Making school go easier for students with ADHD by tutor, John Toker

ADHD interferes with a person’s ability to focus and organize in order to complete tasks.

 

School related issues of ADHD include inattentiveness to classroom taught material and disorganization about what and how to do homework assignments. Consequently, your child’s grades are low, and he or she suffers from low self-esteem.

child, so that it is fresh in your mind.

 

2. Perfection is the enemy of the good, which is a classic expression that means, in this case, if your child has completed his or her homework, and put away the toys, consider it successful evening. Being angry with your child because the one other task was still not done, will leave you continuously annoyed by your son or daughter. While on a walk by yourself, reflect in this non-confrontational setting what makes you, if it applies, a perfectionist, and realize that this is not your child’s issue.

 

3. Trust that through maturity of your son or daughter and steps you and the teacher take to help your child, in time, ADHD issues will reduce or become more manageable. While working with your child focus on the process of doing the best you can as a parent, rather than the end goals that may well take years to achieve.

 

4. Join a support group that has parents coping with their children’s ADHD as its focus; you will gain new coping strategies and share your own with others in the group. Set aside a time, each week, to attend a setting that allows you to be your best self with your child and hear feedback from people who are able to have a level of objectivity that is often difficult to have as the parent.

 

5. Friends and family can often give you a break from looking after your child; this can give you a chance to regroup your best coping strategies in caring for your

 

5 strategies for parents to assist their children in coping with ADHD

 

1. Do not take your child’s lack of focus to your instructions and lack of organization personally; remember your child is doing this because of his or ADHD, rather than trying to make you angry. Remind yourself of this walking into your home just before seeing your

child, so that it is fresh in your mind.

 

2. Perfection is the enemy of the good, which is a classic expression that means, in this case, if your child has completed his or her homework, and put away the toys, consider it successful evening. Being angry with your child because the one other task was still not done, will leave you continuously annoyed by your son or daughter. While on a walk by yourself, reflect in this non-confrontational setting what makes you, if it applies, a perfectionist, and realize that this is not your child’s issue.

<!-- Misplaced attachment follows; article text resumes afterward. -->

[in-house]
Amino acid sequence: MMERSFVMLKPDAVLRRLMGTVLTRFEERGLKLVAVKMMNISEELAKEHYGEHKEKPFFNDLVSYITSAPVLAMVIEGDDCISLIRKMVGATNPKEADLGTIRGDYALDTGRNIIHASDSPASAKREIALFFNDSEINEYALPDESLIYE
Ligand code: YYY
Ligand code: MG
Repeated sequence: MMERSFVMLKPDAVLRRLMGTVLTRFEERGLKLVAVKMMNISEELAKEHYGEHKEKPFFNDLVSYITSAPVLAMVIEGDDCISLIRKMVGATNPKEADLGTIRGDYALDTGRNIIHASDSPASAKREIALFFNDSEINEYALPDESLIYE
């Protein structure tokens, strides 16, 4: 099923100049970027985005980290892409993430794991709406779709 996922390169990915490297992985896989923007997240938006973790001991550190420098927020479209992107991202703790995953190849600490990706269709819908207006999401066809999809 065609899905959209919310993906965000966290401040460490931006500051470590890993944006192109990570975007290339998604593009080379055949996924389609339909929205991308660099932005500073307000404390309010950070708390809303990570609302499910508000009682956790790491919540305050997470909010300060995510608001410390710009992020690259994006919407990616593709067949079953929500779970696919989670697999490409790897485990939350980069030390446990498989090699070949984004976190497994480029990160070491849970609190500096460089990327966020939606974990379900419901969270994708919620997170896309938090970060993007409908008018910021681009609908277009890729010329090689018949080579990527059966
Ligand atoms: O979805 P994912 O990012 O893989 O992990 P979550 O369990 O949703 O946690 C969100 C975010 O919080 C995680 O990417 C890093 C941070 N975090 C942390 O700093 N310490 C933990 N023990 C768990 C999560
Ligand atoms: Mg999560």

3. Trust that through maturity of your son or daughter and steps you and the teacher take to help your child, in time, ADHD issues will reduce or become more manageable. While working with your child focus on the process of doing the best you can as a parent, rather than the end goals that may well take years to achieve.

 

4. Join a support group that has parents coping with their children’s ADHD as its focus; you will gain new coping strategies and share your own with others in the group. Set aside a time, each week, to attend a setting that allows you to be your best self with your child and hear feedback from people who are able to have a level of objectivity that is often difficult to have as the parent.

 

5. Friends and family can often give you a break from looking after your child; this can give you a chance to regroup your best coping strategies in caring for your child with ADHD issues. Find people who are flexible with short notice to take over supervision of your child. Support may not have time or energy for regularly watching your son or daughter for hours every week. Albeit, they may well be available for a few hours a  month when you most need it.

 

Resources:

 http://www.chadd.org

http://www.additudemag.com/adhd/article/985.html

 

http://www.empoweringparents.com/reduce-homework-hassles-with-simple-tips.php

 

References

 

ADD/ADHD Parenting Tips. (2015, June 1). Retrieved July 12, 2015.

 

http://www.learndifferentlytutor.com/

http://www.johntoker.com/

 

 

 

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